Angel Gowns For Babies Who Die Before They Leave the Hospital

angel gowns

Across the country, volunteers are sewing beautiful angel gowns for babies who die before leaving the hospital. Each dress turns into several little outfits — including baptismal and burial dresses — for families who are heartbroken by the loss of their child. The effort is part of a larger initiative called NICU Helping Hands, which offers support to families whose babies are sick or premature. The organization is the brainchild of Heather and Demitri Wilson, a couple from Maryland who lost their son, Kennedy, because of a placenta abruption. The Wilsons are one of many people involved in the project who say the gowns they sew are more than just garments. They are a way to have difficult conversations about race, infertility, stillbirths and maternal deaths.

Patty Hauer knows all about the heartbreak of infant loss. As a labor and delivery nurse for 46 years, she saw many newborns who never made it to the outside world. Then, when her grandson died from a rare disease shortly after birth, she realized that the tiny outfits they were wrapped in had been donated by hospitals and coroner investigators. She knew then she wanted to do something to give grieving parents a gown for their baby. So in January, the 71-year-old member of All Saints Lutheran Church in Darwin, Minn., began sewing small outfits in her basement. Now, she has recruited a network of seamstresses who meet monthly in her home and elsewhere to transform donated wedding dresses into a final outfit for infants who die during or soon after birth.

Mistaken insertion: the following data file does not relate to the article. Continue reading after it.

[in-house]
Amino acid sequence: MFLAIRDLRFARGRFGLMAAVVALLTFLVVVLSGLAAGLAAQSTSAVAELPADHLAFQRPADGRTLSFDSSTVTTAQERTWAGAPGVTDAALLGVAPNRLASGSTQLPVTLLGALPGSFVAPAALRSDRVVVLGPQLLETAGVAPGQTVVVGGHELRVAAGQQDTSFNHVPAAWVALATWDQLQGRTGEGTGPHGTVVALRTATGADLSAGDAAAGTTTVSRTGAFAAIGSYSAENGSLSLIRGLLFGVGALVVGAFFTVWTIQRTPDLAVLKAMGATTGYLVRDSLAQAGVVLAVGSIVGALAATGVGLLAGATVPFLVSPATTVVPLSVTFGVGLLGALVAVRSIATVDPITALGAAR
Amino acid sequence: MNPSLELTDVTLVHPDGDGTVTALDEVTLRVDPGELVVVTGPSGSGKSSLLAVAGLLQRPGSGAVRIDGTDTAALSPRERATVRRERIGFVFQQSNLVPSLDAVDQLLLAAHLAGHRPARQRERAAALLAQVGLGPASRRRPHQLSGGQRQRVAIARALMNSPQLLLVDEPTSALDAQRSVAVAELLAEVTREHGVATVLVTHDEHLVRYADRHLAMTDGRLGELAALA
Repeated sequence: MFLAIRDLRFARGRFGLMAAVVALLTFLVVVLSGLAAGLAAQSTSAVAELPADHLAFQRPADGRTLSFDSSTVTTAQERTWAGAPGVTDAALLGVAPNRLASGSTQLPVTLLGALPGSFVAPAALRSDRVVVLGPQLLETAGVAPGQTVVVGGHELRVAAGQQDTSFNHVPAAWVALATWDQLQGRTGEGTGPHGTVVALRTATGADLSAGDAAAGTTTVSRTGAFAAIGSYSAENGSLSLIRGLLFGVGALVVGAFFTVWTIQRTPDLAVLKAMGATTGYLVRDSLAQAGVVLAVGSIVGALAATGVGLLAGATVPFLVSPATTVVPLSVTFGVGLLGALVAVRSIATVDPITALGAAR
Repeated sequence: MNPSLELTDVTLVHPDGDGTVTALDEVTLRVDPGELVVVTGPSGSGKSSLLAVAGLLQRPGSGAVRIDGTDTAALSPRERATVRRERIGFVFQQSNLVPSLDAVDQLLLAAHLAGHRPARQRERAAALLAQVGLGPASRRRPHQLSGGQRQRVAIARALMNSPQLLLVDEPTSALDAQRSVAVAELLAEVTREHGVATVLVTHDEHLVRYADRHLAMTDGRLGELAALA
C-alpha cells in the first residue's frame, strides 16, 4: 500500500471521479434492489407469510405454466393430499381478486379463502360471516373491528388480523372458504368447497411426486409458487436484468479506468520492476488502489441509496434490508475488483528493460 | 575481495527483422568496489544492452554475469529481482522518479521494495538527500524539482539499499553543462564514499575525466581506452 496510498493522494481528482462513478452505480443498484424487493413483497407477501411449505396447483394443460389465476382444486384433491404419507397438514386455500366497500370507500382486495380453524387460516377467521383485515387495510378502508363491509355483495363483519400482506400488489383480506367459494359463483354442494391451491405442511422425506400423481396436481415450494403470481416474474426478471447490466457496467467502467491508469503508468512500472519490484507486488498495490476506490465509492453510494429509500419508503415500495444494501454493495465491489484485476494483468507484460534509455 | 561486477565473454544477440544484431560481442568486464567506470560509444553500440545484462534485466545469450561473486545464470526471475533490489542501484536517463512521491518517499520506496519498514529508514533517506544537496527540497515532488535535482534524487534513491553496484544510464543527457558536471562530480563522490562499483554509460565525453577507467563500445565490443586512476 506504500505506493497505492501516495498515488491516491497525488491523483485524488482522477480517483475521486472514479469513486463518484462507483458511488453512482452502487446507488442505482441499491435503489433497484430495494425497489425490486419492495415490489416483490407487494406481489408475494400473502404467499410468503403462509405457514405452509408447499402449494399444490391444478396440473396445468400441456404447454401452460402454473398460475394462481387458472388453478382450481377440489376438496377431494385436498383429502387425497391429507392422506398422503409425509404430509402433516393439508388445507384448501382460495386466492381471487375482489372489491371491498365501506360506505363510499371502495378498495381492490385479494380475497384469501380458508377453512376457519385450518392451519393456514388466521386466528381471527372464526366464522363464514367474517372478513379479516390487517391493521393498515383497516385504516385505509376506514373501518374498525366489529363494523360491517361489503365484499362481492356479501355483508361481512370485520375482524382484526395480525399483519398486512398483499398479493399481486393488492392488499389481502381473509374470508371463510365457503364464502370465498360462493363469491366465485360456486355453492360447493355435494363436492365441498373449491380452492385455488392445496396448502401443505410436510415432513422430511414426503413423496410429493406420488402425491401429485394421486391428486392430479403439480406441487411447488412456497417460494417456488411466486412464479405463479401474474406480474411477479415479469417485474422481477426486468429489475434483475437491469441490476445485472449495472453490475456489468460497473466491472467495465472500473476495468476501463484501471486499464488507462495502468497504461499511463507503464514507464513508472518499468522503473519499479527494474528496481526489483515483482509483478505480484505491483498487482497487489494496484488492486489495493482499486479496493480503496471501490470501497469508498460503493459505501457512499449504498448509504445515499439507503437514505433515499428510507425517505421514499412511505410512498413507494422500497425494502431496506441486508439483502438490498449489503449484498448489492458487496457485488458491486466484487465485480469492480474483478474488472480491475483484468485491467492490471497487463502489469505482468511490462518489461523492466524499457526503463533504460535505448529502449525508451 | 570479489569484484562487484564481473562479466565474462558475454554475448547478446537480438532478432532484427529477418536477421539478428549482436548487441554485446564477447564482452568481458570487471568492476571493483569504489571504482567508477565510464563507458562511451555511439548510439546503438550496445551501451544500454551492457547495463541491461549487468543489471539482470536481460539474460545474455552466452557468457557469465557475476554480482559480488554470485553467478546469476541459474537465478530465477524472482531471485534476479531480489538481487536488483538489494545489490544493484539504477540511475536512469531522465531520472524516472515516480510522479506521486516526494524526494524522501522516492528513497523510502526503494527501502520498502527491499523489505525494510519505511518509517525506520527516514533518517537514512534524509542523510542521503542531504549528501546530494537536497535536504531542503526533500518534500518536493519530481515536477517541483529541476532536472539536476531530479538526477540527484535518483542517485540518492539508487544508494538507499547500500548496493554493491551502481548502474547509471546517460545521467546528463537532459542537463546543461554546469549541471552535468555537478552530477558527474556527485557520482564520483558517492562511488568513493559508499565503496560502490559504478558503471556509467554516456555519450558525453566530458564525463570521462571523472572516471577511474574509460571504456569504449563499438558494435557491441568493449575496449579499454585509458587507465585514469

The gowns — which come with a knitted hat and blanket, a keepsake charm and a heart or cross — are given free of charge to families who need them. The group recently began a partnership with the Midwest Medical Examiner’s Office in Ramsey to extend its reach. Hauer says she never imagined the impact her work could have, but the requests for outfits keep coming. “They’re so incredibly precious to the families who receive them,” she said.

Each gown is sewed by volunteers who donate their own used wedding dresses or buy them from thrift stores. A single dress can make about 30 little outfits, and each package goes out to the hospitals with a gold-painted angel, a message and a keepsake to honor their baby. The dresses also get a blessing from a priest before being sent out to families in Maryland and beyond.

KHOU spoke with several women who have volunteered their time to help others in their darkest moments. Each woman said the experience has helped her process her own losses.

Pregnancy and infant loss is a taboo subject in many communities, but organizations like these are working to change that. They are helping families in their darkest days and shining a light on the issue.